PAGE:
An African escalator called Gullet
An African escalator called Gullet

My heart’s in my mouth now that we’d reached Oddshouter’s final pitch. Now I needed to be the calm one because Anton was leading this for the first time. I took the opportunity to face the harbour and really open up to see the horizons. This helped me expand my courage and for the first time I felt comfortable to hang and belay (the fact that I was anchored in 5 places was besides the point)! He used lots of bridging and kept making sure he had good balanced feet. The rest of our team were checking from above; an entire team effort. Anton slips on the crux and communicates well. I’m thinking, it’s called Oddshouter’s because I probably don’t know enough swearwords in order to get through this one!

I’m ready to do the last part – after the exciting mini crack and the lunge right, the rest is a bit of a blur. My arms and legs were tremouring by the time I got to the crux; not only was I unable to remove the nut, I also got some help from above to  swing my leg up and find something solid for my left hand!

Before the final climb / scramble… I am waiting for Anton’s instruction to ‘Climb when ready’.

I almost waited until the next sunrise before climbing
I almost waited until the next sunrise before climbing

I could hear him a few moments ago, so I can’t believe he’s out of earshot; he did warn me that he might be though. I give the soggy traverse one look and I think… I’m not moving before I get a sign that I’ve got permission. Fortunately Riaan’s midway between us and responds ‘Louise you can climb.’

Yvette captures the window of opportunity that comes from testing our edges
Yvette captures the window of opportunity that comes from us all testing our edges

A great end to a highly emotive and rewarding day!

Table Mountain – Taking the High Road… Upper Africa

If I thought I was experiencing exposure on Fountain Ledge… then this must be over-exposure! The spotlight doesn’t get much brighter than it is on Upper Africa…. the top of the front of Table Mountain. As we scrambled our way down some pretty moist boulders, to the left of the top Cable Way station…. I had ‘there’s nowhere to hide’ on repeat in my brain. That in conjunction with the guilt of having had minimal sleep and a drink the night before, affected my ability to get to the abseil point without assistance! I figured that my concentration could last for at least one climb and so once I’d made peace with the idea of not doing a second one, I was able to move again.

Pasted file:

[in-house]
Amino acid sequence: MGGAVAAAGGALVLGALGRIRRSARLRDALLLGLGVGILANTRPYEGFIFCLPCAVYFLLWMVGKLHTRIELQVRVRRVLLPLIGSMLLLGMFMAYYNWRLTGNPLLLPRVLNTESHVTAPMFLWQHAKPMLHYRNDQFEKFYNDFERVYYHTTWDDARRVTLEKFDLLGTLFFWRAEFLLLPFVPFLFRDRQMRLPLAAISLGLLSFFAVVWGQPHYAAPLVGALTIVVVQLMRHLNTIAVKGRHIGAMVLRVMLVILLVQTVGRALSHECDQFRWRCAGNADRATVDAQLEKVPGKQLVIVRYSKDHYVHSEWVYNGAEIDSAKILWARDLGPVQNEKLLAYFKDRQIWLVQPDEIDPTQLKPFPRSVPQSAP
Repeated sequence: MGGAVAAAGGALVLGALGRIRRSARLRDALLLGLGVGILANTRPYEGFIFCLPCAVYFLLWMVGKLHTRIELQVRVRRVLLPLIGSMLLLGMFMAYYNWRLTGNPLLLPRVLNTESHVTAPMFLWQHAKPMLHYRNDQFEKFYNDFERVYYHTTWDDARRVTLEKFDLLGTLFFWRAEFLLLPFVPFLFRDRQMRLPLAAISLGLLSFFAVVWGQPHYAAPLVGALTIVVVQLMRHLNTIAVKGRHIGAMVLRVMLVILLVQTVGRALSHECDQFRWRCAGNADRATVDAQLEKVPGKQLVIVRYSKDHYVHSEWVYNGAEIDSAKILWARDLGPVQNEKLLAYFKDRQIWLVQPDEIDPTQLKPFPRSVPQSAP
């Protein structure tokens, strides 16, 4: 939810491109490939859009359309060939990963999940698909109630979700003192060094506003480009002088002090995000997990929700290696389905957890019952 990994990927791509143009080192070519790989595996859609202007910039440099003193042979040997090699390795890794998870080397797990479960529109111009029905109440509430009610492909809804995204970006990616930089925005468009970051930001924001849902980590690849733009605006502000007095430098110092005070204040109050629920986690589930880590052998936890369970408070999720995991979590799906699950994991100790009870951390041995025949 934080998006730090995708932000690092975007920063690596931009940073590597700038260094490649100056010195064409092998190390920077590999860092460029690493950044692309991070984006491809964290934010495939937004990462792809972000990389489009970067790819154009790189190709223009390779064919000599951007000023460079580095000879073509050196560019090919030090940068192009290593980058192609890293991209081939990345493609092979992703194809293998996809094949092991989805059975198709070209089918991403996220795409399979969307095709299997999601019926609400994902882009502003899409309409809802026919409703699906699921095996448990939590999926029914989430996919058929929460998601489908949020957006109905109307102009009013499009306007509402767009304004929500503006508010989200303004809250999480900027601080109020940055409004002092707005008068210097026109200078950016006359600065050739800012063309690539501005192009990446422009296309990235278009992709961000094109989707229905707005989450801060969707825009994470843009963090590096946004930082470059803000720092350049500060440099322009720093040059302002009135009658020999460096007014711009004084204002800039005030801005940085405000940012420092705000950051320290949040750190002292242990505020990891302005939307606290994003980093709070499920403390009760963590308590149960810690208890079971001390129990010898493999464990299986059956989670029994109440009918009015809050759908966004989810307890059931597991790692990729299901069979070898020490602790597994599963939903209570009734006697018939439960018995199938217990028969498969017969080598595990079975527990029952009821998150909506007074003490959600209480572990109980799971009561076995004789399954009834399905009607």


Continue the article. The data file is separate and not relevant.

Fortunately I had my experienced climbing partners with me who kept saying (and I could hear they really meant it), we’re doing a 5 star route and it’s a perfect day for this classic beauty! I was guessing that ice on top of the mountain and fishponds in the jugs was all part of the idea of a Winter fairyland climb!

Leaning in to Upper Africa
Leaning into Upper Africa

Anton lead Africa crag, like someone who could do it gracefully in his sleep! I had trouble removing a nut from the open book crack. Thinking about it now… I could have picked it out but I was afraid of over-exerting my arms and what might lie ahead. After that pitch I was told that although I made a meal of the off-width and went a bit too far right before the flakes, there were two places where I did something original that was kind of good beta.

When you’re a novice in a very experienced trad team it’s helpful to hear that when you climb by heart instead of off-by-heart there aren’t only painful surprises… some of it is innovative in a good way!

A brave African face
A brave African face

Apparently, while I was doing the traverse there was a perfect photo opportunity. If I could just hold on for one more second, the cable car was about to pass. At that stage I was wondering how can they be thinking ‘photo’ when I’m thinking ‘pause or my life’!

Avoiding the waterfall on the last pitch
Avoiding the waterfall on the last pitch

Thank God for the waterfall coming down the open book section that made it possible for us to avoid this and the miniature rail for Gosia fingers!

A heavenly climb, once it was over. The high road is the only one worth aiming for!